Via electrophysiological methods, early neural responses to musical chords have been, on one hand, associated with feature encoding, feature change discrimination, rule violation processing, and conscious updating of musical expectations. On the other hand, late neural responses have been related to affective evaluation of sounds. The chronometric succession of these neural processes and their underlying psychological mechanisms related to cognitive and affective aspects of music listening have thus far remained unexplored. Here, the neural correlates of affective and cognitive processing of musical chords were contrasted by means of the event-related potential (ERP) technique and behavioral ratings. Adult subjects (N 24) performed an emotion judgment (affective) task and a correctness judgment (cognitive) task while listening to chord sequences ending in various major and minor final chords, which were either correctly tuned or mistuned. Enhanced negative ERPs during cadence listening preceding the affective ratings, relative to the cognitive ratings, suggest different neural preparation for these tasks. Furthermore, negatively rated (sad or incorrect) cadence endings in both tasks elicited early negative ERPs and later positive ERPs. These positivities, peaking at 500 ms, differed in scalp distribution between sad and incorrect stimuli. The present findings suggest a neural chronometry of music listening in which feature encoding and sensory memory processes are followed at a medium latency by affective classification, after which an evaluative stage takes place. This study provides a first look at the chronometric succession of electrophysiological brain responses in relation to emotion judgments of musical pitch as opposed to nonaffective correctness judgments.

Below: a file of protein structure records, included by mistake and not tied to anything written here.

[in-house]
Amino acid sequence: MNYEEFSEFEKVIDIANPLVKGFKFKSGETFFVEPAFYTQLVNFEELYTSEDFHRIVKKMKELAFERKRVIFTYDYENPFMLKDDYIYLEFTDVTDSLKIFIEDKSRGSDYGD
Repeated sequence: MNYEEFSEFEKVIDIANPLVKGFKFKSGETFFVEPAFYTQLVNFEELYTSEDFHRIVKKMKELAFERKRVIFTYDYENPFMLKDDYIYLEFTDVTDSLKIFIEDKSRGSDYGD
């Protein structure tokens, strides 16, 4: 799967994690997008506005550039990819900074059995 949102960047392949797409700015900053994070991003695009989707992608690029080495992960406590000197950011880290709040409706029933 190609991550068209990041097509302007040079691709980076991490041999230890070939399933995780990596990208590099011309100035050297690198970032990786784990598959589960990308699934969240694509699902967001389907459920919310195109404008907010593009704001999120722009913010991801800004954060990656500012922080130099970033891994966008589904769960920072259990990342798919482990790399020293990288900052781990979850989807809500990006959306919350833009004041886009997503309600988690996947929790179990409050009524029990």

Affective versus cognitive responses to musical chords: An ERP and behavioral study

Brattico, Elvira
Supervision
2015

Abstract

Via electrophysiological methods, early neural responses to musical chords have been, on one hand, associated with feature encoding, feature change discrimination, rule violation processing, and conscious updating of musical expectations. On the other hand, late neural responses have been related to affective evaluation of sounds. The chronometric succession of these neural processes and their underlying psychological mechanisms related to cognitive and affective aspects of music listening have thus far remained unexplored. Here, the neural correlates of affective and cognitive processing of musical chords were contrasted by means of the event-related potential (ERP) technique and behavioral ratings. Adult subjects (N 24) performed an emotion judgment (affective) task and a correctness judgment (cognitive) task while listening to chord sequences ending in various major and minor final chords, which were either correctly tuned or mistuned. Enhanced negative ERPs during cadence listening preceding the affective ratings, relative to the cognitive ratings, suggest different neural preparation for these tasks. Furthermore, negatively rated (sad or incorrect) cadence endings in both tasks elicited early negative ERPs and later positive ERPs. These positivities, peaking at 500 ms, differed in scalp distribution between sad and incorrect stimuli. The present findings suggest a neural chronometry of music listening in which feature encoding and sensory memory processes are followed at a medium latency by affective classification, after which an evaluative stage takes place. This study provides a first look at the chronometric succession of electrophysiological brain responses in relation to emotion judgments of musical pitch as opposed to nonaffective correctness judgments.
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Utilizza questo identificativo per citare o creare un link a questo documento: http://hdl.handle.net/11586/270446
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